Now, let’s be honest here. ABTS, if it does come to full fruition, would be a beautiful thing. However, Vandam was correct when he called ABTS the “Land of 1000 Schemes”. Quite a few homes have gone up and been sold already and things seem to be proceeding nicely. However, I have yet to see one new store go up. Looking at the site plan on the ABTS website I notice that the tiny strip that Peraltas and Dragon Garden sit on is not part of this grand scheme, but when I talked to the owner of Peralta’s he said no one has approached him about what the future holds. The ABTS has an artists rendering a YMCA which according to the site plan will sit on what is now a rinky dink farm and soup kitchen. One might think that if there was a certainty of a YMCA that they would start the development of ABTS with said YMCA, but every mention of it I’ve seen so far has only said that it is a proposed YMCA. I’ve called the US YMCA (their headquarters in Chicago) to see if they have heard anything about this. They said they will get back to me, no response yet, hmmm.
Another worry I have is that the entire development is supposed to have the Beach 67 Street subway station as its “transportation hub”, the focal point of a sort of village square. Now, call me crazy but, shouldn’t they have started work on upgrading the so called “transportation hub” before building houses on the outer edges of the development. But then, we must remember that this is Rockaway so I guess the developers are just trying to make sure they make at least some money before the bottom falls out of this scheme as well.
I think I can safely say I speak for most longtime Rockawayites when I say “I’ll believe it when I see it.”
WILLIAM J. MOLLOY
Thanks To Community
The writer of this letter is the niece of Police Officer Robert Sorrentino, who was killed in Far Rockaway 25 years ago. One of the men convicted for his murder was up for parole in early February, but it was denied.
I just wanted to thank everyone who signed this petition, wrote a letter of their own to the parole board, and voiced their support on message boards and websites. Aside from living with the murder of my uncle for the past twenty-five years, my family has been reliving April 1980 all over again with the prospect of Carroll’s parole.
I am grateful for the community of people from across the country and beyond who have assisted me in my efforts with this petition, and who have offered their indignation, outrage, sympathy and support. Too many times victims and victim’s families are called to defend themselves when it should be the other way around, and without your support, all of this would have been an impossibility.
Boycott The Wave
Dear Mr. Schwach;
How can I say how disappointed many people in Broad Channel are right now. My phone rang at about ten AM asking if I had read your editorial. If you are going to make a point about Catholic vs. public education make some valid points:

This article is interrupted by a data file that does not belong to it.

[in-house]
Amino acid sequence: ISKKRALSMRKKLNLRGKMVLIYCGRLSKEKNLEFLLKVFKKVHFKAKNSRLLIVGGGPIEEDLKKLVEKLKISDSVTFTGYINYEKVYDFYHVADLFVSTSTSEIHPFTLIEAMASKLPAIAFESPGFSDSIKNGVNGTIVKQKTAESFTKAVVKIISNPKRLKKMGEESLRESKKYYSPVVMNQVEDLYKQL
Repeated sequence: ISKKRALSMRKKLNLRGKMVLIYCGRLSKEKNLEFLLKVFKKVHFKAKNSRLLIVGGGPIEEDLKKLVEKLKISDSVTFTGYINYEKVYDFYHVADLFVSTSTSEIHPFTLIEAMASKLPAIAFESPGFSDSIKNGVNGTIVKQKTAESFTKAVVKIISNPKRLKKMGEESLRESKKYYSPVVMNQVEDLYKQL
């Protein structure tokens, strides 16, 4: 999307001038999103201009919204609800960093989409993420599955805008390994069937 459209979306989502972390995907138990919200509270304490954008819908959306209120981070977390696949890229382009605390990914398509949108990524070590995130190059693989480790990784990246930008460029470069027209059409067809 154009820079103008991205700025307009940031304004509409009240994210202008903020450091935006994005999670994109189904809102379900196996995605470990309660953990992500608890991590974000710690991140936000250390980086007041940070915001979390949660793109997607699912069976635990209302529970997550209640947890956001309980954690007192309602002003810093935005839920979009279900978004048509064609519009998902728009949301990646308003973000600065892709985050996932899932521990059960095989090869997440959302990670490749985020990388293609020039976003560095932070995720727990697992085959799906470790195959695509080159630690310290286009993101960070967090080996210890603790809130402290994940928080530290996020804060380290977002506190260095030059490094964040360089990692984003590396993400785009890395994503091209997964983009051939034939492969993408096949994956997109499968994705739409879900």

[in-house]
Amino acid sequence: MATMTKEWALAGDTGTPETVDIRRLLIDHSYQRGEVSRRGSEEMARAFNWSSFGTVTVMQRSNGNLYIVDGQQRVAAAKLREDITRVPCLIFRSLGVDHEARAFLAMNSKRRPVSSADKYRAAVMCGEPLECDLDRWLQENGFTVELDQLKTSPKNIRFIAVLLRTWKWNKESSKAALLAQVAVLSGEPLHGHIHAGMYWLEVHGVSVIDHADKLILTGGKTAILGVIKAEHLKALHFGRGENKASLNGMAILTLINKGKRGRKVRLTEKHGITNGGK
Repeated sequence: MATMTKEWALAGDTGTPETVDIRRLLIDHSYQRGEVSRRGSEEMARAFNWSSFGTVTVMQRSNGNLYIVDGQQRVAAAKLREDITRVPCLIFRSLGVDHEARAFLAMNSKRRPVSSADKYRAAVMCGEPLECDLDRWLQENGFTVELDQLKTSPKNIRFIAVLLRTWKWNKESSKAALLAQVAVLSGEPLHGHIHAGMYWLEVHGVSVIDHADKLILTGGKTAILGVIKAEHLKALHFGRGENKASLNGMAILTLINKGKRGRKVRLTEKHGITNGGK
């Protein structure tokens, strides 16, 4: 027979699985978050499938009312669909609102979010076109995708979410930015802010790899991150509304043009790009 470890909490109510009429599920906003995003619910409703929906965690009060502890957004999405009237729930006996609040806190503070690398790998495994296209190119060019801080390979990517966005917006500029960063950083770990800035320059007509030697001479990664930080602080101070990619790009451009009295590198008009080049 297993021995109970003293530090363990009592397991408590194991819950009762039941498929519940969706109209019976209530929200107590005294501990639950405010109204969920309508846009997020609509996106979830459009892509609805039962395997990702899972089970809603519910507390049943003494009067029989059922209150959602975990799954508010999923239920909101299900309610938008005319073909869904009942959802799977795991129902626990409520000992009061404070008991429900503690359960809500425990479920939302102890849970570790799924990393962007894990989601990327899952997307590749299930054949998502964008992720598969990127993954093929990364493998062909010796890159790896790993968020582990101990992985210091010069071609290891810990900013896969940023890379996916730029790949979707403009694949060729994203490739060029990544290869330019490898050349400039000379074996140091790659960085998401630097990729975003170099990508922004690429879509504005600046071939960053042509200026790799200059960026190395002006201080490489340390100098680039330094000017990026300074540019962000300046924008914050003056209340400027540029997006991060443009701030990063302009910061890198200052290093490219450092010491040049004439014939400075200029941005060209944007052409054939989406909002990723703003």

The story about the boys from Breezy and Belle Harbor stated that the Breezy boys were from SFDS you never mentioned where the Belle Harbor boys attended school. That is a territorial thing boys do and should be disciplined by their parents.
You should also know that a similar incident happened in Broad Channel recently with graduates of PS 47 intimidating some Belle Harbor youngsters asking them to leave our town. That has more to do with parenting than schooling. I make sure my daughters attend varying activities outside of school that keeps their minds open. For example our BCAC swim team is very culturally diverse with students from St. Rose and St. Camillus. We have African Americans and Hispanics on that team. We also have quite a few young African American boys who play on the BCAC Little League, football and the BCAC CYO basketball team. My daughter also plays AAU basketball and a Muslim girl just joined the team and the girls are learning about her culture. She has a strict dress code, her uniform has to go below her knees and she is not allowed to wear tank tops. The girls were very surprised but very welcoming of their newest team member.
Please if you are going to quote a “close associate” who responded to the closing of our schools as saying “The kids might be forced to learn something,” please put their name I would love to know who that close minded and ignorant person is. I am a graduate of twelve years of Catholic school, many people in Rockaway are, and I feel you insulted all of us. You should be embarrassed to have such an uneducated associate. I have told you once and I will tell you again it is a very good school. Last year’s eighth grade graduation class of about ten students had one young man go to Regis (the top Catholic high school in the city), four students go to Molloy which is very competitive and I know one girl received a partial scholarship from St. Francis Prep which is also a competitive high school. They must be learning something! My daughter received a 4 out of 4 on the fourth grade state math test and a very high three out of four on the fourth grade writing test. Those are the only tests that I know of that both the public and Catholic students take together. (if you remember the scoring system you receive a score like out of a very high number and she missed the highest score of four by only a few points) My first grader is at the point of almost annoying me everywhere we go telling me that she can read EVERYTHING!!! Please do not insult us the way you did today. BUT I know why you did it, you only did it to create the firestorm that you love so much.